~ Since there is a negation of sound by sound.
~ That is not like [my denial of self -existence].]
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The second point that needs to be made in this connection is that refutation here need not, and should not, be construed as the standard logical negation of a position or proposition. It seems better to view such a refutation as an illocutionary act in the manner suggested by Searle where some illocutionary force is negated rather than a proposition. 6 If this is done, then also the air of paradoxically involved in the Madhyamika arguments seems to disappear.
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To explain briefly: when a Madhyamika refutes some position in a debate, it should be construed as what the Sanskrit philosophers call prasajya pratisedha, or simply pratisedha. I am now inclined to describe it as an act of illocutionary negation, where the speaker or the person who negates, assumes provisionally (cf. prasajya) something to be the case and then 'negates' it or rejects it. This negating act need not commit him to anything else except the rejection of what was assumed to be the case. A distinction between rejection and denial may be understood as follows: denial of something to be the case amounts to assertion of something not being the case, i.e., assertion of the falsity of that case. But rejection is non-assertive in withholding assent to something being the case, and this will then leave it open for us to withhold assent to the same thing not being the case. We may consider Searle's example in this light. "I do not promise to come" does not obviously constitute another 'negative' promise, and hence it is possible to say that I do not promise to come nor do I promise not to come. (In fact, I should say that I do not promise anything just as the Madhyamika says, "I do not assert anything.")
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L3: [Two Levels of Truth] :L3
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A Madhyamika, strictly speaking, is not a radical sceptic, but a Buddhist. Being a Buddhist, he must make a skilful use of the doctrine of the two levels of truth: the conventional or 'concealing' truth and the ultimate truth. For Nagarjuna himself has warned:
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| Those who do not understand the distinction between these two truths, do not understand the deep significance of the Buddha's teaching. (Mk. 24.9)
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~ [Mk 24:8.
~ The teaching by the Buddhas of the dharma has recourse to two truths:
~ The world-ensconced truth (T1) and the truth which is the highest sense (T2).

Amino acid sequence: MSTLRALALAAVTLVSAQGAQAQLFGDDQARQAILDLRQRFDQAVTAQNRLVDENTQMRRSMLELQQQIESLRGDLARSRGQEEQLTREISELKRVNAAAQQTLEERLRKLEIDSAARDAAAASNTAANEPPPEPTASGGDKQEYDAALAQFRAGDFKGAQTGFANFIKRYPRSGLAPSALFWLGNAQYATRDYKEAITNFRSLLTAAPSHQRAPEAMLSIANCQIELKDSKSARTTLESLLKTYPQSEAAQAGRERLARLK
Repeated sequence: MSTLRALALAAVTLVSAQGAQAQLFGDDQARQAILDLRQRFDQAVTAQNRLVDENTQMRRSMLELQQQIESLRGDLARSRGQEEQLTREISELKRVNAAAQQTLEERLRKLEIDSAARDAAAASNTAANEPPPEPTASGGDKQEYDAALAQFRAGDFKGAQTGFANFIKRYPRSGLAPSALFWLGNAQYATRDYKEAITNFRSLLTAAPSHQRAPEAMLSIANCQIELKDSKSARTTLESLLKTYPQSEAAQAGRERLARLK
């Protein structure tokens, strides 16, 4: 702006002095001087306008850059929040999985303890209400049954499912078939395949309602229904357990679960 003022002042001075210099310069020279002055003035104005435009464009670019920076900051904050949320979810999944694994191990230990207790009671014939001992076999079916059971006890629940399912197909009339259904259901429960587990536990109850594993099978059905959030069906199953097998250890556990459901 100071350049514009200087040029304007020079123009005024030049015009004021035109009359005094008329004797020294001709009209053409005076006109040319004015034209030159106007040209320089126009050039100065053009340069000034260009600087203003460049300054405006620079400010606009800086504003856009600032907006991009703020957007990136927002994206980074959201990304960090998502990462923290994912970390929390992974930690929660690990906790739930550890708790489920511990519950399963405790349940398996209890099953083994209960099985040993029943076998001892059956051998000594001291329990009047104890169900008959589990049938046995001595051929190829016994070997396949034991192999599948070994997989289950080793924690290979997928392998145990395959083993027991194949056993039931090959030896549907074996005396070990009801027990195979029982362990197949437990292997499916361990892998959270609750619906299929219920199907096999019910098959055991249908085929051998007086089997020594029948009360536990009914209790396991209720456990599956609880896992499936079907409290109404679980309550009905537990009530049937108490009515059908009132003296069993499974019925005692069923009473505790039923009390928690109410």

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~ 9.
~ Those who do not know the distribution (vibhagam) of the two kinds of truth
~ Do not know the profound "point" (tattva) (T3) in the teaching of the Buddha.
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~ 10.
~ The highest sense [of the truth] (T2) is not taught apart from practical behavior (T1),
~ And without having understood the highest sense (T2) one cannot understand nirvana (T3).]
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In a way, it can be said that the doctrine of the two levels of truth is implicit in almost every metaphysical inquiry. A philosopher looks for the reality behind appearance, a doctrine of phenomena is circumscribed by a postulate of noumena, a reductionist tries to reach the basic elements out of which the gross world has been constructed, an analysis of physics makes room for the entrance of metaphysics. But the Madhyamika use of this doctrine of the two levels of truth is very different. The Madhyamika does not ask us to penetrate through the seeming reality, the appearance, to reach the rock-bottom reality in the usual sense. For there is no rock-bottom reality to begin with (or to arrive at, as the case may be) except what our inherent tendency to misconceive and to misconstrue (cf., avidya) creates for us for the time being. Reality is emptiness, void, vacuity; or, to put the matter differently, the seeming reality or the appearance is all that there is and it is exactly as it is supposed to be, i.e., devoid of any 'own nature', of any essence, any value — it is empty. The 'concealing' reality does not, in fact, conceal anything, or what amounts to the same thing, it conceals EMPTINESS. Therefore, according to the Madhyamika, the philosophers' search for the ultimate reality must end up in a quagmire of confusion, unless it leads him to Emptiness. To say that emptiness is the ultimate reality is again like the attempt to shout 'Silence' when all noises have already died down and hence it will only destroy silence. If the philosophers are looking for an ultimate reality, besides what is called the Appearance, a reality which is better and more secure than the Appearance, then the truth is that there isn't any such thing. The Appearance is the reality when it is properly understood.